updated 09/26/2007 AT 2:00 PM ET
•originally published 09/26/2007 AT 4:10 PM ET
Brittany Snow’s descent into the dark world of eating disorders began when she landed the role of Susan Lemay on TV’s Guiding Light, the actress, now 21, tells MTVU.com.
“I remember looking around at all these women who were on the soap opera who were working out and dieting,” Snow says.
Taking their cue, a 12-year-old Snow tried her first diet, called Eat Right 4 Your Blood Type. “I took it to the extreme,” the Hairspray star admits, which included a two-month stint when she “lived on pineapple.”
After losing 10 lbs. on the diet, Snow says she heard compliments and felt accepted by those around her. Soon it was a feeling she couldn’t get enough of.
“It kind of progressed into this thing where I needed to always be dieting and losing weight and more weight,” she says in the site’s interview series Half of Us, which addresses mental health issues and ways to get help. “It became my life and I didn’t have any friends and this was definitely my best friend and I held on to it really tight.”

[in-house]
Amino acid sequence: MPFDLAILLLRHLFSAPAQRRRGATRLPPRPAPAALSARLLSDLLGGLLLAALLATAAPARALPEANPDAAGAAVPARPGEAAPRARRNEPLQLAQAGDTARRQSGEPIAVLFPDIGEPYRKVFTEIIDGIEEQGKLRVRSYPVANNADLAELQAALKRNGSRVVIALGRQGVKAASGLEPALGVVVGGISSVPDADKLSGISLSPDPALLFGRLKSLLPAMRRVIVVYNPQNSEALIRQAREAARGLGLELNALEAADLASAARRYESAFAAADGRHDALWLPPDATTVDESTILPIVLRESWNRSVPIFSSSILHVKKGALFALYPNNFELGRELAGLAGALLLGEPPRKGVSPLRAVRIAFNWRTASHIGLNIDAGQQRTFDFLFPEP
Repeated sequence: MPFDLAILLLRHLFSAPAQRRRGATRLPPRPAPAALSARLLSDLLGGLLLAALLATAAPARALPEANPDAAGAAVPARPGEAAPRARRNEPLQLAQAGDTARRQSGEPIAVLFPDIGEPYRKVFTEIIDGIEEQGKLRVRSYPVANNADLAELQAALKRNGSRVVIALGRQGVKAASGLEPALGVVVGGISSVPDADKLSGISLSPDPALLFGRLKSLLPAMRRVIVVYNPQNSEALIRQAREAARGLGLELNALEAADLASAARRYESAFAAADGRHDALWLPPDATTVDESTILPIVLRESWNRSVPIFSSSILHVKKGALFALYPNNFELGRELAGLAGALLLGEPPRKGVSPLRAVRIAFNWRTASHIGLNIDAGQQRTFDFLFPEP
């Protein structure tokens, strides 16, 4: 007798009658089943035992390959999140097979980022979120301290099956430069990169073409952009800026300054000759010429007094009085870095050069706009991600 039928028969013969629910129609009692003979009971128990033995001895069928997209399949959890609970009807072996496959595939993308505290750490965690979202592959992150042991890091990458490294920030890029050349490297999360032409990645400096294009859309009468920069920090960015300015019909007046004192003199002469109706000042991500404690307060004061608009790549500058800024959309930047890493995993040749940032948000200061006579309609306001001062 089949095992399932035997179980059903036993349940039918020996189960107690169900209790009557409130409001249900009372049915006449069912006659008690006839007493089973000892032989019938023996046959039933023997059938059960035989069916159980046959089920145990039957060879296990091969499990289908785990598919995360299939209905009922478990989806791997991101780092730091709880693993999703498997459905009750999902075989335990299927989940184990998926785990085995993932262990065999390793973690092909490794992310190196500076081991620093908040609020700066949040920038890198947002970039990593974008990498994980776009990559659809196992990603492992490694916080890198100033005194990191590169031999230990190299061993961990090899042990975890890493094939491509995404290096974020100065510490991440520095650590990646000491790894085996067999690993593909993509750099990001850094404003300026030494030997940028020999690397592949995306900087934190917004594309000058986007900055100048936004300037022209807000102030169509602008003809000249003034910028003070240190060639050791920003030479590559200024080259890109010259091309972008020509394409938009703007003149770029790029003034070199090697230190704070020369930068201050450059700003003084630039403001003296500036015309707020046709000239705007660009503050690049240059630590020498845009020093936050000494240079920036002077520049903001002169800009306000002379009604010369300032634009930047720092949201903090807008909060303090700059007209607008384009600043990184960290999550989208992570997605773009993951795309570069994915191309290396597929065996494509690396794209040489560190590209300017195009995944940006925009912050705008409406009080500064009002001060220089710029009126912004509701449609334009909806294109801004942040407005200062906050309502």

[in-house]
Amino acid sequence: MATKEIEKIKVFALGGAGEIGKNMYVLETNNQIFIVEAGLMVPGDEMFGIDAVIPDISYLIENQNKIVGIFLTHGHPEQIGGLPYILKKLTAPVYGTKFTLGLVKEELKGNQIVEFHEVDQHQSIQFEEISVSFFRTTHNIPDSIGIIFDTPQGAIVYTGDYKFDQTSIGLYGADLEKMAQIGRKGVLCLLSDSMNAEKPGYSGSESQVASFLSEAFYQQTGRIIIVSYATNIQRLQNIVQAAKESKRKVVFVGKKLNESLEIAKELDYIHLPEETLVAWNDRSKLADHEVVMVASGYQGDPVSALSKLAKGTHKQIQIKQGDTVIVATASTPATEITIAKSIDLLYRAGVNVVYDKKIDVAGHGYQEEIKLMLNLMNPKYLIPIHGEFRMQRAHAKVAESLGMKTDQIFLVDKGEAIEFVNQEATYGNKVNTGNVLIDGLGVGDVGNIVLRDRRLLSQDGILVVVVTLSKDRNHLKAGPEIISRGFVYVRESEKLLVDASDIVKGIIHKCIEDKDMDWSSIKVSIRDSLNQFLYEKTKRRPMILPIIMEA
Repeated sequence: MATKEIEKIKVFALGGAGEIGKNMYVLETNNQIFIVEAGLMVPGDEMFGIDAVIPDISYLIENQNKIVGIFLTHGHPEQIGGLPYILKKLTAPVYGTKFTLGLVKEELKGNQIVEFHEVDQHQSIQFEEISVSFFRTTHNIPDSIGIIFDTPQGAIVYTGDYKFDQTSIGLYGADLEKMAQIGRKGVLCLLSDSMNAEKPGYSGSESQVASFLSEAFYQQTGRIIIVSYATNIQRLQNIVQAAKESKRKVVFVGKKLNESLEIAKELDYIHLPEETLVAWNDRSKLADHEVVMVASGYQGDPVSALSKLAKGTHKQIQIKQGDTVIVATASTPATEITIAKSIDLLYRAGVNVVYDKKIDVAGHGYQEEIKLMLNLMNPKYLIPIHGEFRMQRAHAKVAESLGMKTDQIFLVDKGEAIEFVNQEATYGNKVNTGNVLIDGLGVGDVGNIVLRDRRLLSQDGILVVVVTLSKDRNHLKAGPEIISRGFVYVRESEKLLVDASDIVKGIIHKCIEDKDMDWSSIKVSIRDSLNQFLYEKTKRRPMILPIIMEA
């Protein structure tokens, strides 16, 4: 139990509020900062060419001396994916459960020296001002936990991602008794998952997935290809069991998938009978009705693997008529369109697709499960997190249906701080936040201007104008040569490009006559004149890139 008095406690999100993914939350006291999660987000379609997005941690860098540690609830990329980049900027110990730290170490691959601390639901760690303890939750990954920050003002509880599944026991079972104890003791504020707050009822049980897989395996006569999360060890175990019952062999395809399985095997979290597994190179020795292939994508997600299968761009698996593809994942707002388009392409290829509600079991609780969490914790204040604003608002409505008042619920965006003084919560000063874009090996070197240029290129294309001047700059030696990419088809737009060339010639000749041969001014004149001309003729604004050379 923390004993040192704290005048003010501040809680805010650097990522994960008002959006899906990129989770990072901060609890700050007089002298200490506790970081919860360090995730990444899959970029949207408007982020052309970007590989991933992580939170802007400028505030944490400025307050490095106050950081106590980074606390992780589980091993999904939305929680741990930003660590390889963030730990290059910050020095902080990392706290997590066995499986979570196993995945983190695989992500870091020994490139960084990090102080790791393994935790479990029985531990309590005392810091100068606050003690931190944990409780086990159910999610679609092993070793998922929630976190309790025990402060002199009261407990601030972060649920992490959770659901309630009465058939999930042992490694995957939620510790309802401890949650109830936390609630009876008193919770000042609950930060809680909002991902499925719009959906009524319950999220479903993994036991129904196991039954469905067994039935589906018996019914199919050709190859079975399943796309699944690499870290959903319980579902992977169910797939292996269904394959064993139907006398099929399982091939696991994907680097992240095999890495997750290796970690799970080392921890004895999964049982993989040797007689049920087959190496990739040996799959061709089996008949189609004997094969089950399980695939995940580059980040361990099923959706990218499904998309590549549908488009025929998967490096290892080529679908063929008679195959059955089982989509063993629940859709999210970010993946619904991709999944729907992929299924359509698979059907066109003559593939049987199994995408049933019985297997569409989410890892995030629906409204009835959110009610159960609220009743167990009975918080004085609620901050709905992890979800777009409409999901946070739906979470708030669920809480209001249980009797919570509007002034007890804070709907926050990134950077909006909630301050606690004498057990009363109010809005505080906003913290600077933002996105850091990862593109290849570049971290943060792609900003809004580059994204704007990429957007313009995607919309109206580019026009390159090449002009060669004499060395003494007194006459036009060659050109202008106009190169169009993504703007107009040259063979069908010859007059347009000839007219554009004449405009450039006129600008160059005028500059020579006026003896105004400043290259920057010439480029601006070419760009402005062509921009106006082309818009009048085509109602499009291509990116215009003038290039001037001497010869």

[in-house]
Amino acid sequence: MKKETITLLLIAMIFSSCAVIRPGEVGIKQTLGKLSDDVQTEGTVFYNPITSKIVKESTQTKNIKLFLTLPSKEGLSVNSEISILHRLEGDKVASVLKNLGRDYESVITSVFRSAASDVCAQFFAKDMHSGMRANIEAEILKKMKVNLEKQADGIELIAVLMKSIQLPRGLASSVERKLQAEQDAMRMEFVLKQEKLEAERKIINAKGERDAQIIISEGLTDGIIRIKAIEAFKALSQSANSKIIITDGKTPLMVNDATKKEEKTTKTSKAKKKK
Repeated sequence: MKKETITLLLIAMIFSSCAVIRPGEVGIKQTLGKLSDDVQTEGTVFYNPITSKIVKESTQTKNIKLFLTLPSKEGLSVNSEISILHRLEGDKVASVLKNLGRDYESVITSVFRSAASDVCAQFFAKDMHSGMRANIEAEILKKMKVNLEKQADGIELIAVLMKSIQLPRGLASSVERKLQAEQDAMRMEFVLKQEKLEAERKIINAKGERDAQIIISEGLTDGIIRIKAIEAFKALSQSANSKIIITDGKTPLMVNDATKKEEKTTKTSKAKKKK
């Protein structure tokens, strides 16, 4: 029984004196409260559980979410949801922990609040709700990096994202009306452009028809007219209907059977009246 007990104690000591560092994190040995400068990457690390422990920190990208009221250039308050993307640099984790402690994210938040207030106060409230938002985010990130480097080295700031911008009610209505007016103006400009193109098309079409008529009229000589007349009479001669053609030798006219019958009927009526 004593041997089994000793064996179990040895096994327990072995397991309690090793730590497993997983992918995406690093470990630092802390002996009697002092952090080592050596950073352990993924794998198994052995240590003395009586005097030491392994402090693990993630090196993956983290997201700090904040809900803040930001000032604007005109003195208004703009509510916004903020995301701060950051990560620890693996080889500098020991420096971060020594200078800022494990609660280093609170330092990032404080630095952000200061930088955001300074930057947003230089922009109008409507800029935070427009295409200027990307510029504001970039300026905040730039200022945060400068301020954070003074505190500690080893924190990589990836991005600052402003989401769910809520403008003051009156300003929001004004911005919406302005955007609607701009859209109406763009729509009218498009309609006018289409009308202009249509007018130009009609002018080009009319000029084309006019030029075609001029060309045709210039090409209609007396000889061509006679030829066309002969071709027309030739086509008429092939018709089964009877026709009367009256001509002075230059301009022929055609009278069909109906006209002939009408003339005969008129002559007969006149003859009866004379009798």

At 15, Snow was stepping onto the scale 10 to 15 times a day and weighed only 85 lbs.
“I knew that was a really low number and I knew that my hair was falling out and I had really weird skin. My face looked really weird and I was getting this fuzz on my face and I was always cold – always to the point of uncontrollably shaking,” she says. ” But “I was more scared that 85 lbs. wasn’t good enough. I wanted to be lower.”
Rock bottom came when Snow began cutting herself. “I would look at the scars and what I had done to myself and that would convince me not to eat,” she says. “I also was crying for attention and I also really wanted someone to see my scars and help me and give me a hug.”
By 19, Snow was in rehab and things took a turn for the better. She stopped cutting and got help for her depression. “But the eating stuff was still really hard to deal with,” she says. “It’s still a struggle.”
Her advice to girls who are going though a similar situation is to take baby steps. “It’s very important to talk to anybody. Maybe the first step is just to talk to a friend about it,” she says. “Probably they’ll relate in some way.”
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